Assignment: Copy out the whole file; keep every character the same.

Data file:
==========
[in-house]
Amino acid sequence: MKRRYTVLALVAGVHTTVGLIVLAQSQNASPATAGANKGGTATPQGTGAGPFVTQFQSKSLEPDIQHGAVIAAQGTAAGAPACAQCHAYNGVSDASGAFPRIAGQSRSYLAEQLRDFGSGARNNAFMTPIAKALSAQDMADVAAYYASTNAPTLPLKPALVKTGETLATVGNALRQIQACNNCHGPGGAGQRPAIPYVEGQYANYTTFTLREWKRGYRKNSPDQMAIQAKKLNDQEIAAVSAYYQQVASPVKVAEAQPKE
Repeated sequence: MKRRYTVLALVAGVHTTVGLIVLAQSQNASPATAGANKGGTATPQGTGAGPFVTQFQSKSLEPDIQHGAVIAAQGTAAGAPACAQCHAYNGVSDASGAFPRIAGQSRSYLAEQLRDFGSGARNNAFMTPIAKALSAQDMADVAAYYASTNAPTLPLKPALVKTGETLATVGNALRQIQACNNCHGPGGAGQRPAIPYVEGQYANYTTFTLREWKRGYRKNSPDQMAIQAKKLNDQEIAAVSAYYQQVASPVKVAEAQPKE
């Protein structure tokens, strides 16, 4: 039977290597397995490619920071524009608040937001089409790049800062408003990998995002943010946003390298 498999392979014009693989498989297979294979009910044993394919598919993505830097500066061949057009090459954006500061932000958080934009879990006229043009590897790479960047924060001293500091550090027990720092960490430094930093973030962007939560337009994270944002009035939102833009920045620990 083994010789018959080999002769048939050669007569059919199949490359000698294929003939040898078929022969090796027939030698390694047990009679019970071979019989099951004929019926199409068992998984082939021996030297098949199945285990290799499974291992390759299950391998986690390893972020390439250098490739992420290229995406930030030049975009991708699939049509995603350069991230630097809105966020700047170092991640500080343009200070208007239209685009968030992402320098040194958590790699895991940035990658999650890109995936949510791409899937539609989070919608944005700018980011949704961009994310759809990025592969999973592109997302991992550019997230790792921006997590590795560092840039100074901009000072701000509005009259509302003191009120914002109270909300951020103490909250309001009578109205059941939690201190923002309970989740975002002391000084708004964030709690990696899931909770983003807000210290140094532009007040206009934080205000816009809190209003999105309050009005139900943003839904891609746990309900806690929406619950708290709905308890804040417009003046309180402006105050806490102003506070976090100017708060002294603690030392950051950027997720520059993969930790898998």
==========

[in-house]
Amino acid sequence: MKRRYTVLALVAGVHTTVGLIVLAQSQNASPATAGANKGGTATPQGTGAGPFVTQFQSKSLEPDIQHGAVIAAQGTAAGAPACAQCHAYNGVSDASGAFPRIAGQSRSYLAEQLRDFGSGARNNAFMTPIAKALSAQDMADVAAYYASTNAPTLPLKPALVKTGETLATVGNALRQIQACNNCHGPGGAGQRPAIPYVEGQYANYTTFTLREWKRGYRKNSPDQMAIQAKKLNDQEIAAVSAYYQQVASPVKVAEAQPKE
Repeated sequence: MKRRYTVLALVAGVHTTVGLIVLAQSQNASPATAGANKGGTATPQGTGAGPFVTQFQSKSLEPDIQHGAVIAAQGTAAGAPACAQCHAYNGVSDASGAFPRIAGQSRSYLAEQLRDFGSGARNNAFMTPIAKALSAQDMADVAAYYASTNAPTLPLKPALVKTGETLATVGNALRQIQACNNCHGPGGAGQRPAIPYVEGQYANYTTFTLREWKRGYRKNSPDQMAIQAKKLNDQEIAAVSAYYQQVASPVKVAEAQPKE
């Protein structure tokens, strides 16, 4: 039977290597397995490619920071524009608040937001089409790049800062408003990998995002943010946003390298 498999392979014009693989498989297979294979009910044993394919598919993505830097500066061949057009090459954006500061932000958080934009879990006229043009590897790479960047924060001293500091550090027990720092960490430094930093973030962007939560337009994270944002009035939102833009920045620990 083994010789018959080999002769048939050669007569059919199949490359000698294929003939040898078929022969090796027939030698390694047990009679019970071979019989099951004929019926199409068992998984082939021996030297098949199945285990290799499974291992390759299950391998986690390893972020390439250098490739992420290229995406930030030049975009991708699939049509995603350069991230630097809105966020700047170092991640500080343009200070208007239209685009968030992402320098040194958590790699895991940035990658999650890109995936949510791409899937539609989070919608944005700018980011949704961009994310759809990025592969999973592109997302991992550019997230790792921006997590590795560092840039100074901009000072701000509005009259509302003191009120914002109270909300951020103490909250309001009578109205059941939690201190923002309970989740975002002391000084708004964030709690990696899931909770983003807000210290140094532009007040206009934080205000816009809190209003999105309050009005139900943003839904891609746990309900806690929406619950708290709905308890804040417009003046309180402006105050806490102003506070976090100017708060002294603690030392950051950027997720520059993969930790898998």